Here is a guest blog by my colleague Mark P. Lagon, adjunct senior fellow for human rights at the Council, as well as international relations and security chair at Georgetown University’s Master of Science in Foreign Service program.
Despite a reputation as arch-hawk, in her twilight years the first U.S. female UN ambassador, Jeane Kirkpatrick, privately opposed invasion and occupation in Iraq. (I knew, as she was my mentor.) Biographer extraordinaire Peter Collier documents this fact in Political Woman. Her qualms and preference for another avenue offer insights for leadership and multilateral action today, especially regarding Syria.
Sometimes a government so acutely threatens its own people or its neighbors that external actors must step in. Sometimes global governance requires globally changing domestic governments.
Most observers would think of four options. First, is direct military intervention with a UN Security Council imprimatur, such as Operation Desert Storm to repel Iraq from Kuwait or Operation Uphold Democracy to replace Haiti’s junta.
Second, a “minilateralist” option without formal UN legitimization is embodied by NATO bombing Serbia to prevent ethnic cleansing in Kosovo after Russia blocked Security Council approval.
A looser “coalition of the willing” option was seen in the Iraq intervention starting in 2003, opposed by two neoconservatives: Kirkpatrick privately and Frank Fukuyama publicly.
The merits of stated pro-democracy goals and post-facto approval by allies or bodies aside, pure unilateral action is the fourth option – like the U.S. invasion of Grenada in 1983.
Yet the Kirkpatrick preference is another viable option—embodied by the “Reagan Doctrine” aid to insurgencies against Soviet-backed governments in Angola, Nicaragua, Cambodia, and Afghanistan. My 1994 book The Reagan Doctrine tries to answer how in the late Cold War the United States got in the business of aiding insurgencies—rather than counterinsurgency as in Vietnam and El Salvador (and Iraq and Afghanistan in recent years). Avoiding full, direct intervention after Vietnam was one reason.
This option typically involves three actors: (1) an indigenous opposition movement enjoying varying degrees of unity, popular backing, and authentic roots, (2) a sanctuary state offering them a base to regroup and from which to mount military efforts, and (3) a substantial patron power funding and arming them, often through the sanctuary state.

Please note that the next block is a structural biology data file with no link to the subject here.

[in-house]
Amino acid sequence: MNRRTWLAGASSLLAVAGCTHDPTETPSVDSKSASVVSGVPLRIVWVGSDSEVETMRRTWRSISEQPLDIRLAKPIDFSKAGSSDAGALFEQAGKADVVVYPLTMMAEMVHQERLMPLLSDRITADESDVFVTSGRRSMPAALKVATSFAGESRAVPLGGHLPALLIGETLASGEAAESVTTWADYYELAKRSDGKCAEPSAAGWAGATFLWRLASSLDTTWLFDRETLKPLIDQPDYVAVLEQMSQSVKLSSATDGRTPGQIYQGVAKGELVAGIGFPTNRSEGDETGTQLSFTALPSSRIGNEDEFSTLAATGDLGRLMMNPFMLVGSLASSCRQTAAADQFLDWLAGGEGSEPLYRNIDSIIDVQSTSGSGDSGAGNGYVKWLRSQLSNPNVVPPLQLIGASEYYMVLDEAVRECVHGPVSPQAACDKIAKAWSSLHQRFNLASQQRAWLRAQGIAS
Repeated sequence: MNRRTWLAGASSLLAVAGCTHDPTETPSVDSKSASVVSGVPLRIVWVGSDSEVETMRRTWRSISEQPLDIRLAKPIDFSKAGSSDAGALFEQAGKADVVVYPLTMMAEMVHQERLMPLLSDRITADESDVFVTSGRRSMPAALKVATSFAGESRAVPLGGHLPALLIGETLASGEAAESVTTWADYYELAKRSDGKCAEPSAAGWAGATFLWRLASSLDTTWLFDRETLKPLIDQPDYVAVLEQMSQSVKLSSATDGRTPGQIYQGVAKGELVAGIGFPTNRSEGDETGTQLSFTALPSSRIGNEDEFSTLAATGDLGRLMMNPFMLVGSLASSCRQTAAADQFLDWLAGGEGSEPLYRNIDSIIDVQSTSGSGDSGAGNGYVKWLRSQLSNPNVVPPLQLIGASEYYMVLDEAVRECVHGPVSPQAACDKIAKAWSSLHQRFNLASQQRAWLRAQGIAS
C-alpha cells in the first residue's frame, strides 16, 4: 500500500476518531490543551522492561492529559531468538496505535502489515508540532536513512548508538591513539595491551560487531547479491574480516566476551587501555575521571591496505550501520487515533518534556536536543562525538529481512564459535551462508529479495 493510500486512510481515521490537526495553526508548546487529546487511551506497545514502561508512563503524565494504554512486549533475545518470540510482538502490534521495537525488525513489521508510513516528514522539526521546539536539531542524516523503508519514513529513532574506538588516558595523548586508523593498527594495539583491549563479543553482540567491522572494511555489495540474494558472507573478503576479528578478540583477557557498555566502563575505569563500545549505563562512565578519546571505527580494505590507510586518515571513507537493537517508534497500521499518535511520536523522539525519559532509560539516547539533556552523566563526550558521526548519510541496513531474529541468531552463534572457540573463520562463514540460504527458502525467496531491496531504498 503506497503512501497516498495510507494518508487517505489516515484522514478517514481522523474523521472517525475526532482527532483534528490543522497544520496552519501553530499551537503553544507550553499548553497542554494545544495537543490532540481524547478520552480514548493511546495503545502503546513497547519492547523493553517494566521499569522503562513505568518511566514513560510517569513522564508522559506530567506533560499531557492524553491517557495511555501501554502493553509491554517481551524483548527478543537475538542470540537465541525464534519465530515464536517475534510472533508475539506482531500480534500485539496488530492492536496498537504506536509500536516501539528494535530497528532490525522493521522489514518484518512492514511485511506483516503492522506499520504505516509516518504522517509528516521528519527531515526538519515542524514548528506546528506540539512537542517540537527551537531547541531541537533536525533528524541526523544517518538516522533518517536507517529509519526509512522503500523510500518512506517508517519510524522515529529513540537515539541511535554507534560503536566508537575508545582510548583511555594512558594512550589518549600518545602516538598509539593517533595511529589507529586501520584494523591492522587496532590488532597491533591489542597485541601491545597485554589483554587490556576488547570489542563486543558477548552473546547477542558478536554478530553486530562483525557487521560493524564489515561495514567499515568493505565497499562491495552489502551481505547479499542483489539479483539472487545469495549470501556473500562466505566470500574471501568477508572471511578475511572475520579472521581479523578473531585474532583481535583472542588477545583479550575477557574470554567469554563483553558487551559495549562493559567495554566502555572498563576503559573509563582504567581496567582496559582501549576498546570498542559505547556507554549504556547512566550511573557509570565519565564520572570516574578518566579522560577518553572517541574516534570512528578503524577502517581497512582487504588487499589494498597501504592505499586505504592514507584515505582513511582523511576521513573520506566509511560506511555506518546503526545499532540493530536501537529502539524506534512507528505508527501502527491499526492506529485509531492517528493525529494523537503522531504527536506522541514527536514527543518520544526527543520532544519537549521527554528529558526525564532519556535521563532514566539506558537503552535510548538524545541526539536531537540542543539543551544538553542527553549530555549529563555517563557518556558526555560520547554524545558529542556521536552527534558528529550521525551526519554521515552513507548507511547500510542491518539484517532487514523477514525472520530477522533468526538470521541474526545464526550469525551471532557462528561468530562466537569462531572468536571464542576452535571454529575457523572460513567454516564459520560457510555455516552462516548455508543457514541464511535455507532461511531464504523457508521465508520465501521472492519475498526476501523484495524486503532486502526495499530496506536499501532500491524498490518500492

The Reagan era cases highlight two prerequisites for this option to serve global governance. One test is the will and capacity of the United States and the international community to follow through and help an insurgency transition into an efficacious, pluralism-protecting government. The United States neglected Nicaragua after aiding the Contras. Then U.S. secretary of state James Baker reportedly said that Central America after the Cold War should return to the back pages of the newspaper. Nicaragua has been mired in acute poverty and corruption with not-so-benign neglect. Ironically, the Sandinistas are once again in power with the same illiberal President, Daniel Ortega.
The other test is looking hard at just who the insurgents are and what they will become. President Reagan called the U.S.-backed insurgencies “freedom fighters” who were “the moral equivalent of the Founding Fathers,” supported by France in the American Revolution. Given the direct multilateral intervention in Afghanistan to oust the Taliban, it is noteworthy to recall how the United States backed the Muslim fundamentalist resistance to Soviet occupation of Afghanistan, some elements of which became the Taliban. (Truth be told, the world also committed the sin of neglect in Afghanistan after the Cold War as well.) Even columnist Charles Krauthammer, who approvingly gave the approach the moniker “the Reagan Doctrine” noted the perils of the United States backing elements of the genocidal Khmer Rouge in a coalition of insurgents against a pro-Soviet regime in Cambodia.
My last guest post looked at the global and domestic governance issues of civil strife in Libya, noting that the “responsibility to protect” required responsibly examining an opposition movement for commitment to liberal governance in weighing whether to back it.
In the most striking humanitarian calamity in the world today, Syria’s government has through a long train of abuses forfeited its legitimacy and justified revolution, a la John Locke. It has contravened its responsibility to protect its own people—indeed proactively subjecting its people to massive harm. That fact justifies the international community stepping in to protect the Syrian people.
Perhaps the most feasible option is the Reagan Doctrine formula. The vice president of the American Enterprise Institute, Danielle Pletka, offered a measured, thorough assessment of the actors in question: various insurgent groups, sanctuary states like Turkey, and other patrons like Saudi Arabia. While indigenous actors, local sanctuary states, and great power patrons like the United States may have some parochial interests involved, it would be wise to back the best of the insurgents before a slaughter already claiming tens of thousands of civilians balloons further. That is, as long as the United States pays close attention to the nature of who it backs and is prepared to follow through helping a new state govern and govern justly.
The perfect is the enemy of the good. Being too pristine in “the fog of civil war” about vetting the liberal credentials of armed insurgencies risks just standing by as a house burns. Awaiting some nonexistent better alternative to materialize risks the same. Better stability and governance in Syria, the region, and the world would likely result from working with a responsible rising power, Turkey, to help those already willing to help themselves in Syria.